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Deb Haaland creates unit to investigate killings and disappearances of Indigenous people

April 6, 2021. Summarized by summa-bot.

Compression ratio: 63.4%. 2 min read.

Interior Secretary Deb Haaland announced a new unit within Bureau of Indian Affairs that plans to tackle the decades-long crisis of missing and murdered Native Americans.

(CNN)Interior Secretary Deb Haaland announced a new unit within Bureau of Indian Affairs that plans to tackle the decades-long crisis of missing and murdered Native Americans.

"Far too often, murders and missing persons cases in Indian country go unsolved and unaddressed, leaving families and communities devastated. "

Their families and activists say the cases are often disregarded by law enforcement, which has forced them to bring the spotlight on the issue through social media campaigns, marches and protests.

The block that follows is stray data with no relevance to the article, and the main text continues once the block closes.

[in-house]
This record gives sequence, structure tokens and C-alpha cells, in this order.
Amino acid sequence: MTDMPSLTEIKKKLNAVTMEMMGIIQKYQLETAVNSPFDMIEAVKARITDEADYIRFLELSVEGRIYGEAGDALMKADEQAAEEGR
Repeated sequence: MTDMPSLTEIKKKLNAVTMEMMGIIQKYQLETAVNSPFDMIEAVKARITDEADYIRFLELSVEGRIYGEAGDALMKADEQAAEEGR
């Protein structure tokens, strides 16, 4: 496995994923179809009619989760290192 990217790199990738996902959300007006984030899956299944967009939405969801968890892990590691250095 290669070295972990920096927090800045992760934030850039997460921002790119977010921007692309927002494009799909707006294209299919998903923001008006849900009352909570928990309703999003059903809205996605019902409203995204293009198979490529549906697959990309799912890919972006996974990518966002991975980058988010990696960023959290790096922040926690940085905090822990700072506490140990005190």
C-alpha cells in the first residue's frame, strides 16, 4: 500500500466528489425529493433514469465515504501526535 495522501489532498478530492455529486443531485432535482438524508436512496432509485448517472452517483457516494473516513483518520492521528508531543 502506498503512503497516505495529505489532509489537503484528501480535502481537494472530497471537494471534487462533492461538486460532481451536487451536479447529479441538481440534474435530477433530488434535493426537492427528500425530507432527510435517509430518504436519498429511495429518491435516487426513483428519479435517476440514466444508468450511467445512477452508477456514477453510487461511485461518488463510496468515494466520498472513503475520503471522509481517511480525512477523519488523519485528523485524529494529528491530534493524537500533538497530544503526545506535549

The new unit is expected to "help put the full weight of the federal government" to investigate the cases and coordinate resources among federal agencies and Indian country, according to the Department of Interior.

About 1,500 American Indian and Alaska Native missing persons have been recorded across the United States by the National Crime Information Center, and 2,700 homicide cases have been reported to the federal government's Uniform Crime Reporting Program.

Annita Lucchesi, a descendant of the Cheyenne tribe and executive director of the Sovereign Bodies Institute, has been tabulating missing and murdered cases for the past few years.

The Indigenous-led research organization has documented 2,306 missing Native American women and girls in the US since the 1900s -- and about 58% of those cases were homicides, the group said in a report last year.

Lucchesi said hopes the new initiative led by the Interior Department is "beneficial to the families, pushes cases towards justice and really holds law enforcement agencies accountable for their complicity in the issue. "

Previous efforts to address the crisis have not been successful in the eyes of victims' families, Lucchessi said, because "law enforcement just don't investigate as they should and the justice system doesn't prosecute as they said. "

Last summer, the task force also established the first of seven teams across the country dedicated to reviewing cold cases, according to a report of the task force's progress.

"Whether it's a missing family member or a homicide investigation, these efforts will be all hands-on deck," Haaland said.

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